Piriformis Syndrome, Sciatica or Both?

by Celeste Cooper, RN Health Professional

Pain in the body can be sudden and sharp or constant and dull. When pain turns chronic, you’re not sure if you should worry and go to the doctor or go out and get yourself a massage. Sciatica is a type of chronic pain which is characterized by pain, weakness, numbness, or tingling in the leg. The cause of sciatica is often due to an injury or compression of the sciatic nerve. It serves as a symptom of another medical problem and is not a condition on its own so knowing the cause of sciatica is paramount for the right treatment. Pain arising from an inflamed sciatic nerve can occur from low back disease, pelvic injury, lesions pressing on the nerve, piriformis syndrome, or the presence of myofascial trigger points.

What is the sciatic nerve?

The sciatic nerve is the longest and widest nerve in the body and functions as a sensory and motor nerve, meaning it is involved with sensation, strength, and reflex. It relays messages from the lumbar spine (low back), through the pelvis, and down the legs where it branches at the knee to serve the muscles of the lower legs, ankles, and feet.

Low back pain, pelvic problems and the sciatic nerve

When there is a problem in the low back, such as arthritis, degenerative disc disease, spinal nerve impingement, or entrapment of the nerve from any source, it can affect the sciatic nerve. This is because the sciatic nerve is made up of a bundle of nerves, called plexus, involving lower lumbar nerves and nerves of the sacrum, and passes through the buttocks and down the legs. Problems with the lower spine or the sacral plexus can affect the pelvis, genitals, buttocks, and parts of the legs and feet. Treatment of sciatica is to relieve impingement in nerves that affect the sciatic nerve and decrease inflammation that causes pain.

What is piriformis syndrome?

The piriformis is a deep muscle in the buttocks, and when it is dysfunctional, it causes pain. It extends from the side of the tailbone to the top of the thighbone at the hip joint. This tiny, but mighty muscle also passes over the sciatic nerve, and therefore if myofascial trigger points (TrPs) are present, the muscle is shortened, becomes tense, and interferes with movement. It then compresses and irritates the sciatic nerve, causing inflammation, pain and other symptoms.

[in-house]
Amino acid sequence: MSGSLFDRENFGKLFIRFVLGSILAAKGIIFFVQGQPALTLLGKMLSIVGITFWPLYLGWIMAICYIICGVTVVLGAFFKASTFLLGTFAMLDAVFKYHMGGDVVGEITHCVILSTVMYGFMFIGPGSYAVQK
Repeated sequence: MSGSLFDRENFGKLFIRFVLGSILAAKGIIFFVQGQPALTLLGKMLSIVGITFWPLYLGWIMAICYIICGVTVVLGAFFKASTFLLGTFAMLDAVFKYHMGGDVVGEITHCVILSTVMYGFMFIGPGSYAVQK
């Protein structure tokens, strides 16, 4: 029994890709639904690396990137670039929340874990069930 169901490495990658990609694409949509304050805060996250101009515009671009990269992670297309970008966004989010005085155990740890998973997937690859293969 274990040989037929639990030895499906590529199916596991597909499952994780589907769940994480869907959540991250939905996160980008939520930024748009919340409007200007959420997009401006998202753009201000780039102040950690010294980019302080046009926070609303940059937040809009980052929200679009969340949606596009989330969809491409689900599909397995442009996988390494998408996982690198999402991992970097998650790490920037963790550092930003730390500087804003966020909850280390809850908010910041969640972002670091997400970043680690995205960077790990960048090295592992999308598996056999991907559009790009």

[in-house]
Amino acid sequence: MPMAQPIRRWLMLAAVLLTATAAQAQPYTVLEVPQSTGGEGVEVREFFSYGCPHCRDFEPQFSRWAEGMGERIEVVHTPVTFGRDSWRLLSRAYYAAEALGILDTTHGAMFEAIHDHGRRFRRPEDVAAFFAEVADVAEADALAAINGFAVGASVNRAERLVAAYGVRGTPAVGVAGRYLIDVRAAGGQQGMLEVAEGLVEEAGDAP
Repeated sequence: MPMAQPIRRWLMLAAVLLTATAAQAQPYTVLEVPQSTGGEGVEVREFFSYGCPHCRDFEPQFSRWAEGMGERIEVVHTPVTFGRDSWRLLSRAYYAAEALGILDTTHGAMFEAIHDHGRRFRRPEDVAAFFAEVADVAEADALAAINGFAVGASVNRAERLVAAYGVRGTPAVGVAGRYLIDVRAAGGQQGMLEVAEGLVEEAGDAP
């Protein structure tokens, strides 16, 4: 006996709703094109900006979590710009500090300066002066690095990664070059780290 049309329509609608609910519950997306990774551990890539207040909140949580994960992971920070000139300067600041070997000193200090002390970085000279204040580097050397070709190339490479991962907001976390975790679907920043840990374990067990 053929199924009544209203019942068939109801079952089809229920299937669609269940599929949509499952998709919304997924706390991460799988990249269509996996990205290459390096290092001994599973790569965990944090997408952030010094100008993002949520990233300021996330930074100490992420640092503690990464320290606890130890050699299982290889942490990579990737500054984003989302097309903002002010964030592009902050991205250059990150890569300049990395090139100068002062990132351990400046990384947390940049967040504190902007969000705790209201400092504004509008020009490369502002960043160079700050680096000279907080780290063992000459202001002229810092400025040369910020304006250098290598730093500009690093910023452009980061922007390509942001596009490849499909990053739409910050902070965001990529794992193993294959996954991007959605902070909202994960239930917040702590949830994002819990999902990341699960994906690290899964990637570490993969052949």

Unlike most TrPs, those in the piriformis cannot be felt because the muscle is buried under other larger muscles. Therefore, TrP location is dependent on the symptom referral pattern for that TrP. Referred pain can be felt in the sacrum, buttocks, and hip. A tight piriformis muscle can also put pressure on the pudendal nerve, causing pain in the groin, genitals, or rectum, contributing to chronic pelvic pain too. In severe cases, piriformis syndrome, like sciatica from other sources, can cause wasting (atrophy) of muscles in the buttocks. Dysfunction of the piriformis muscle can cause altered gait, guarding, and foot problems. When this happens, secondary TrPs develop in other muscles to compensate for piriformis muscle dysfunction.

Treatment for piriformis syndrome differs from treatment for sciatica, unless it is the cause of sciatic nerve pain. Treatment calls for releasing the knotted pieces of muscle fiber (TrPs). Because the muscle is deep, the safest method is to use manual therapy, such as a tennis ball. Put the ball in a tube sock and sit on it. Roll it around until you find the point of maximum pain or radiating symptoms. Apply pressure at 70-80% for 1-2 minutes. Sit on a couch or soft chair to prevent soft tissue trauma and to allow healing blood flow. Do this several times a day. Once TrPs are released, you can strengthen the muscle. But take care because until the piriformis returns to its normal resting state, strengthening can cause further weakness and more pain. And, always remember if this is chronic, chances are the compensatory muscles also have TrPs that need attention. Though rare, tumors in or around the piriformis muscle can also cause piriformis syndrome, as can scar tissue from trauma. Either may require surgical intervention.

If you benefited from this information or have questions, please leave them in the comments below. I love learning from you. In healing, Celeste

Celeste Cooper, RN
Meet Our Writer
Celeste Cooper, RN

Celeste Cooper, R.N., is a freelance writer focusing on chronic pain and fibromyalgia. She is lead author of Integrative therapies for Fibromyalgia, Chronic Fatigue Syndrome, and Myofascial Pain and the Broken Body, Wounded Spirit: Balancing the See-Saw of Chronic Pain book series. She enjoys her family, writing and advocating, photography, and nature. Connect with Celeste through Twitter @PainedInkSlayer.